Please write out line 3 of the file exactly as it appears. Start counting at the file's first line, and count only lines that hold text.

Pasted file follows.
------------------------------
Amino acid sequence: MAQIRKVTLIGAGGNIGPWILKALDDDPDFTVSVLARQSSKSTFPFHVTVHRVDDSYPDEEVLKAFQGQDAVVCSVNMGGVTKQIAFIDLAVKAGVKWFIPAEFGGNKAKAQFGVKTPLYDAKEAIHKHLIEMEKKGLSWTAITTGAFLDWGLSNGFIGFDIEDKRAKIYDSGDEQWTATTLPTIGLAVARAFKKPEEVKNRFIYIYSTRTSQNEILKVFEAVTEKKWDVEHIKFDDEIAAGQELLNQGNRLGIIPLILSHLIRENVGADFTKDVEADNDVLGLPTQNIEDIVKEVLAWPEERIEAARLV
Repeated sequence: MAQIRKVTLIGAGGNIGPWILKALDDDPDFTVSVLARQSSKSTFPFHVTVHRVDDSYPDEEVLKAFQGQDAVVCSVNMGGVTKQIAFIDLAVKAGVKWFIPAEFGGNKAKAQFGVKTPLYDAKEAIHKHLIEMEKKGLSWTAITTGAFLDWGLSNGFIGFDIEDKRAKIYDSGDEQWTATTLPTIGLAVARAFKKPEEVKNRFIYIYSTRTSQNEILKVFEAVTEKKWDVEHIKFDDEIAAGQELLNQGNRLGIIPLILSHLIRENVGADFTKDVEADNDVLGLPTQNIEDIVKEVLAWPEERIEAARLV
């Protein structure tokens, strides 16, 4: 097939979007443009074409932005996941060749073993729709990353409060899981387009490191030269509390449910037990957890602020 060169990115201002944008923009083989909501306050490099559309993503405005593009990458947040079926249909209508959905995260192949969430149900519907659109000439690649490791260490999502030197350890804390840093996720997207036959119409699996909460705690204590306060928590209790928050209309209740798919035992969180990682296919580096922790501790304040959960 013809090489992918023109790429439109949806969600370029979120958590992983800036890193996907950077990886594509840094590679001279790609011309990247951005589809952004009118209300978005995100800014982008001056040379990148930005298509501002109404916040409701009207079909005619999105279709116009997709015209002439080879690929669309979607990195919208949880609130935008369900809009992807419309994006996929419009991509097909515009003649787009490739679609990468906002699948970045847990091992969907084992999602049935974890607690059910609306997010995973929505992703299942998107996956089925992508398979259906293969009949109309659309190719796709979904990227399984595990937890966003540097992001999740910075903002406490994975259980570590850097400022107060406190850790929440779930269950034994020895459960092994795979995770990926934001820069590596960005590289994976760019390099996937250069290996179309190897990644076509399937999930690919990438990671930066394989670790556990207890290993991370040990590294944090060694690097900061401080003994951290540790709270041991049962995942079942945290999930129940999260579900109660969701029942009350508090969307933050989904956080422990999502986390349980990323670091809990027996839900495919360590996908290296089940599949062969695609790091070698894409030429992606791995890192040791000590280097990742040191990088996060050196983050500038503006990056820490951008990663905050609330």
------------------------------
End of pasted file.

């Protein structure tokens, strides 16, 4: 097939979007443009074409932005996941060749073993729709990353409060899981387009490191030269509390449910037990957890602020 060169990115201002944008923009083989909501306050490099559309993503405005593009990458947040079926249909209508959905995260192949969430149900519907659109000439690649490791260490999502030197350890804390840093996720997207036959119409699996909460705690204590306060928590209790928050209309209740798919035992969180990682296919580096922790501790304040959960 013809090489992918023109790429439109949806969600370029979120958590992983800036890193996907950077990886594509840094590679001279790609011309990247951005589809952004009118209300978005995100800014982008001056040379990148930005298509501002109404916040409701009207079909005619999105279709116009997709015209002439080879690929669309979607990195919208949880609130935008369900809009992807419309994006996929419009991509097909515009003649787009490739679609990468906002699948970045847990091992969907084992999602049935974890607690059910609306997010995973929505992703299942998107996956089925992508398979259906293969009949109309659309190719796709979904990227399984595990937890966003540097992001999740910075903002406490994975259980570590850097400022107060406190850790929440779930269950034994020895459960092994795979995770990926934001820069590596960005590289994976760019390099996937250069290996179309190897990644076509399937999930690919990438990671930066394989670790556990207890290993991370040990590294944090060694690097900061401080003994951290540790709270041991049962995942079942945290999930129940999260579900109660969701029942009350508090969307933050989904956080422990999502986390349980990323670091809990027996839900495919360590996908290296089940599949062969695609790091070698894409030429992606791995890192040791000590280097990742040191990088996060050196983050500038503006990056820490951008990663905050609330």